In a movie filled with musical mash-ups and comedic one-liners, one thing stands out about Pitch Perfect: the improvisational abilities of Australian-born actress Rebel Wilson, who plays Fat Amy, a girl with a wicked voice and a quick wit.
While speaking recently with Spinoff Online and other reporters, Wilson praised Kay Cannon’s script for the Universal Pictures release, which she viewed as a starting part for the character’s unfiltered observations. From there, Wilson added her own quips until director Jason Moore told her to stop.
One of Wilson’s on-set inspirations, the so-called Mermaid Dance that appears near the beginning, added some expense to the production. “They didn’t know I was going to go on the ground and start dancing, so in the original shot, they had tape marks all over the concrete,” she recalled, referring to the tape used to show actors where to stand during scenes. “Jason wanted to use it in the movie, but there was all this tape so they had to digital-effect the tape out of the shot. I think it cost them thousands and thousands of dollars just to use that joke.”
While she would enjoy seeing the Mermaid Dance catching on, she noted it may not be the best dance for clubbing. “The problem is [the] club floors,” she said. “They’re very disgusting, and so imagine if it became a club craze with all these people dancing on the floors with all this slime!”
Pitch Perfect follows Beca (played by Anna Kendrick), who, despite her dream of becoming a radio DJ, is forced to go to college. There, she joins an all-girls a capella group called The Bellas, which is determined to defeat the reigning Treble Makers in an international competition.
Like Fat Amy, Wilson took part in an a capella group at school. “It was called ‘Twelve Voices’ because there were 12 girls in it. Y’know, how original,” she recalled. “I went to a Christian school, so we’d sing church songs at people’s weddings and funerals and stuff. We had to wear these peasant blouses and these disgusting velvet long skirts.” The routines also featured stiff choreography that Wilson said resembled the sort her group performs in the early part of the film. Another reflection of Twelve Voices in the film: She was an alto, just like Fat Amy.
Despite that early experience in performing, Wilson didn’t expect to do it professionally; her plans included law school. “When I finished high school, I was a youth ambassador for Australia and I was based in southern Africa for a year and spread good will across the African continent,” she said. “As part of my job, I got malaria really badly and was put in intensive care.” During her recovery, a “cocktail they give you to fix you and make sure you don’t die” gave her a hallucination of stardom.
“In this hallucination, I was at the Oscars and I won and I was a really good actress and it was so real that when I came out of hospital, I was saying to people that I’m going to become an actress,” she continued. Those around her suggested she should stay on her chosen path and finish up law school, but Wilson decided to stick with the hallucination and returned to Australia a month later ready to start theater school. “It took a while because girls who look like me or are from the poorer area where I’m from in Australia, you just don’t think that would happen,” she said.
At first, she wrote and performed her own musicals, which quickly got her on Australian TV and seen by American agents. “I’d written a musical television series in Australia called Bogan Pride,” she said. “There was a clip where I was in a swimming costume, like a bathing suit, and I had pubic hair and they showed it to William Morris Endeavor, my agency here, and they said, ‘Yup, she might be the next Dame Judi Dench.’”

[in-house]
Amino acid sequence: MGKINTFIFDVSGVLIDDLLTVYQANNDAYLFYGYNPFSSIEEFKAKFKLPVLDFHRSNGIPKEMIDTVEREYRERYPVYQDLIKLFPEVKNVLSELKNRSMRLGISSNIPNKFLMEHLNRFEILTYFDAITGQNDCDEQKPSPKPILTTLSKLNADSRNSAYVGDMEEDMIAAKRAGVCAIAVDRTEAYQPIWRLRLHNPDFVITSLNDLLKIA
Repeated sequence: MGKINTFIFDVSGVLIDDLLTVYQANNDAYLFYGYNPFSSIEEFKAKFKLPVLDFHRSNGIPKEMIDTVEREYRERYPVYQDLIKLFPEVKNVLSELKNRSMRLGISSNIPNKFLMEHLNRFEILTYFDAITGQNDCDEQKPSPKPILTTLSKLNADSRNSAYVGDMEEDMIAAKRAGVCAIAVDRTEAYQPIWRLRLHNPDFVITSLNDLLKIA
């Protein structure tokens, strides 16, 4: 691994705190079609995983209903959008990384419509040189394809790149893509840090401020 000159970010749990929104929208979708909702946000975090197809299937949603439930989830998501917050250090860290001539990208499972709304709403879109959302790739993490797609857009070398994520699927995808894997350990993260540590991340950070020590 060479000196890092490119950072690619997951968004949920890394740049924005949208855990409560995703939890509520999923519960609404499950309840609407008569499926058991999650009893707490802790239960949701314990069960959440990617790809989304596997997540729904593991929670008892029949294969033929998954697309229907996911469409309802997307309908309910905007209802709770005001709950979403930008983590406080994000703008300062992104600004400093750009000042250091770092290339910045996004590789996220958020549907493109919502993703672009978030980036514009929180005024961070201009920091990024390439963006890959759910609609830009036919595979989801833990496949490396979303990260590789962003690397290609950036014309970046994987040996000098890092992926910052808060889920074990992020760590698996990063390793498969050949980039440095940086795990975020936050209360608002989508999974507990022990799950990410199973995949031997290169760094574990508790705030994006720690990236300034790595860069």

Although her hallucination led her to move to the United States, Wilson misses Australia and only recently returned from a trip home. “It’s a very long way to come,” she said. “All my family’s there, so I try go back when I can. But the movies are just keeping me so busy, which is great.”
In the case of Pitch Perfect, the movies also present plenty of unexpected challenges, like working on 10-part harmonies. “We thought we’d be getting vocal coaching, but when we got to Louisiana, they said no,” Wilson recalled. “So we got the tracks, and they’d had the full track in one ear and your part in the other ear and you had to sit there and learn.” To describe this process, she used the example of the Ace of Base song “The Sign,” which appears several times in the film. She sang her first part, “I,” followed by a long pause, then another “I,” pointing out how odd it would sound to someone not hearing the full track. “It doesn’t sound good when you’re just singing your bit, but when it’s in the group, it sounds really, really good,” she said.
Wilson also auditioned for the film with an American accent, as the part was written. She planned to play Amy as American until the cast began four weeks of rehearsals. “Usually, if I’m doing an accent in a movie, I’ll keep the accent and kind of the character the whole time, but because we were doing 9 a.m. to 6 p.m. rehearsals every day, I just couldn’t keep it up, it was too exhausting.” When the director heard her native accent, he suggested they go with that. “I was like, ‘No, I want to be an actor and do acting,'” she said, affecting a bit of her American accent. Putting her trust in director Moore, she also improvised some backstory for the now-Australian Fat Amy.
Asked if she had a go-to karaoke song, Wilson offered Elton John’s “Crocodile Rock,” but admitted karaoke irritates her for a technical reason. “The [microphones] are always being so worn out,” she said, “and the quality of the mics are always [such] that you can’t hear yourself properly.”
Pitch Perfect opens nationwide Friday.
Related: Spinoff Review of Pitch Perfect
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